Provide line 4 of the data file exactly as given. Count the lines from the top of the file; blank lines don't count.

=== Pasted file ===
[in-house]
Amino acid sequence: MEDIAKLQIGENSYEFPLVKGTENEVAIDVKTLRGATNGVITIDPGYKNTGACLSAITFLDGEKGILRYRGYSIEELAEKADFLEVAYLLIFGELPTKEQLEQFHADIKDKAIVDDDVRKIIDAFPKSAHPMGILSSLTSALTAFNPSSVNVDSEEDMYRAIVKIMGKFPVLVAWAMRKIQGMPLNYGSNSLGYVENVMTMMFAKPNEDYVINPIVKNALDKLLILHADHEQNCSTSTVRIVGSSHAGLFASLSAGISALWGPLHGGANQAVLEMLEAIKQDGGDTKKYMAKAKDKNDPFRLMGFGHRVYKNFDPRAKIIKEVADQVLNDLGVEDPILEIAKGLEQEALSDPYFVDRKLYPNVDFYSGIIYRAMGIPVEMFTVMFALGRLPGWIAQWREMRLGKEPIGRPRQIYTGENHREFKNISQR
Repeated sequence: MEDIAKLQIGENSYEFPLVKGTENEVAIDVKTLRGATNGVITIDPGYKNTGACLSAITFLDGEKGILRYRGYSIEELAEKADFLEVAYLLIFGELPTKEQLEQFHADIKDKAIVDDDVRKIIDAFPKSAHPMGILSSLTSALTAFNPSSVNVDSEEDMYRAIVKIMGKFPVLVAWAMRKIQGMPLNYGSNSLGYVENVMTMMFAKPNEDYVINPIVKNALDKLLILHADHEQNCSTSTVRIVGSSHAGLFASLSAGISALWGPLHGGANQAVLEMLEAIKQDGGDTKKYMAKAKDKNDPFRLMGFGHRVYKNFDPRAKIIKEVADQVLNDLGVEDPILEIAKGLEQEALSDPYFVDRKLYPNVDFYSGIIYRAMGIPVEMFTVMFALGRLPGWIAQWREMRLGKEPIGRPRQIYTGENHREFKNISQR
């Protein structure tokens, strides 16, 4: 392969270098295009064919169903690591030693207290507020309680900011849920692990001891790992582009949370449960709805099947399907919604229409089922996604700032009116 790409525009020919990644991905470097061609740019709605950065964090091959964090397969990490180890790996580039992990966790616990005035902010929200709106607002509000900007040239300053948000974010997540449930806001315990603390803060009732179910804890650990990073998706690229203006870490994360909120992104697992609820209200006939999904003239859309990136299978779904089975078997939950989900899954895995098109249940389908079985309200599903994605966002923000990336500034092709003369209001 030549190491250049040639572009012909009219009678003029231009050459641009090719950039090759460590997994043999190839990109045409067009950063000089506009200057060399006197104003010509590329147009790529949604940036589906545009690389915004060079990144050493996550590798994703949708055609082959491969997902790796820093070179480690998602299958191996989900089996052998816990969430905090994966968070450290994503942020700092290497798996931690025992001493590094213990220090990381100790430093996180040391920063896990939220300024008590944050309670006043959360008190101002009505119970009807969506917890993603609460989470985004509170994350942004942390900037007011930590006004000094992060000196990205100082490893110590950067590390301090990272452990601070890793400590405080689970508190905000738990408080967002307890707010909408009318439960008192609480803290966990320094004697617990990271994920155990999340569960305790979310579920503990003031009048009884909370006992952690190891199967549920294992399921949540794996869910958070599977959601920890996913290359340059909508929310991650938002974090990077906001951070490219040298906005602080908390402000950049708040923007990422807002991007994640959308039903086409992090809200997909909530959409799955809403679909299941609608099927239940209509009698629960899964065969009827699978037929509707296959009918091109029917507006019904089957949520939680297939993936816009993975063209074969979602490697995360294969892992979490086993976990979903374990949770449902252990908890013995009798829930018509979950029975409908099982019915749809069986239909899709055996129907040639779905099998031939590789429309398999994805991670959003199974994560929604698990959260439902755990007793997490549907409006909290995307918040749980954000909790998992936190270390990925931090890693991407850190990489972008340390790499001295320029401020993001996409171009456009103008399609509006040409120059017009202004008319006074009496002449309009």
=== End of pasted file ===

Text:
């Protein structure tokens, strides 16, 4: 392969270098295009064919169903690591030693207290507020309680900011849920692990001891790992582009949370449960709805099947399907919604229409089922996604700032009116 790409525009020919990644991905470097061609740019709605950065964090091959964090397969990490180890790996580039992990966790616990005035902010929200709106607002509000900007040239300053948000974010997540449930806001315990603390803060009732179910804890650990990073998706690229203006870490994360909120992104697992609820209200006939999904003239859309990136299978779904089975078997939950989900899954895995098109249940389908079985309200599903994605966002923000990336500034092709003369209001 030549190491250049040639572009012909009219009678003029231009050459641009090719950039090759460590997994043999190839990109045409067009950063000089506009200057060399006197104003010509590329147009790529949604940036589906545009690389915004060079990144050493996550590798994703949708055609082959491969997902790796820093070179480690998602299958191996989900089996052998816990969430905090994966968070450290994503942020700092290497798996931690025992001493590094213990220090990381100790430093996180040391920063896990939220300024008590944050309670006043959360008190101002009505119970009807969506917890993603609460989470985004509170994350942004942390900037007011930590006004000094992060000196990205100082490893110590950067590390301090990272452990601070890793400590405080689970508190905000738990408080967002307890707010909408009318439960008192609480803290966990320094004697617990990271994920155990999340569960305790979310579920503990003031009048009884909370006992952690190891199967549920294992399921949540794996869910958070599977959601920890996913290359340059909508929310991650938002974090990077906001951070490219040298906005602080908390402000950049708040923007990422807002991007994640959308039903086409992090809200997909909530959409799955809403679909299941609608099927239940209509009698629960899964065969009827699978037929509707296959009918091109029917507006019904089957949520939680297939993936816009993975063209074969979602490697995360294969892992979490086993976990979903374990949770449902252990908890013995009798829930018509979950029975409908099982019915749809069986239909899709055996129907040639779905099998031939590789429309398999994805991670959003199974994560929604698990959260439902755990007793997490549907409006909290995307918040749980954000909790998992936190270390990925931090890693991407850190990489972008340390790499001295320029401020993001996409171009456009103008399609509006040409120059017009202004008319006074009496002449309009």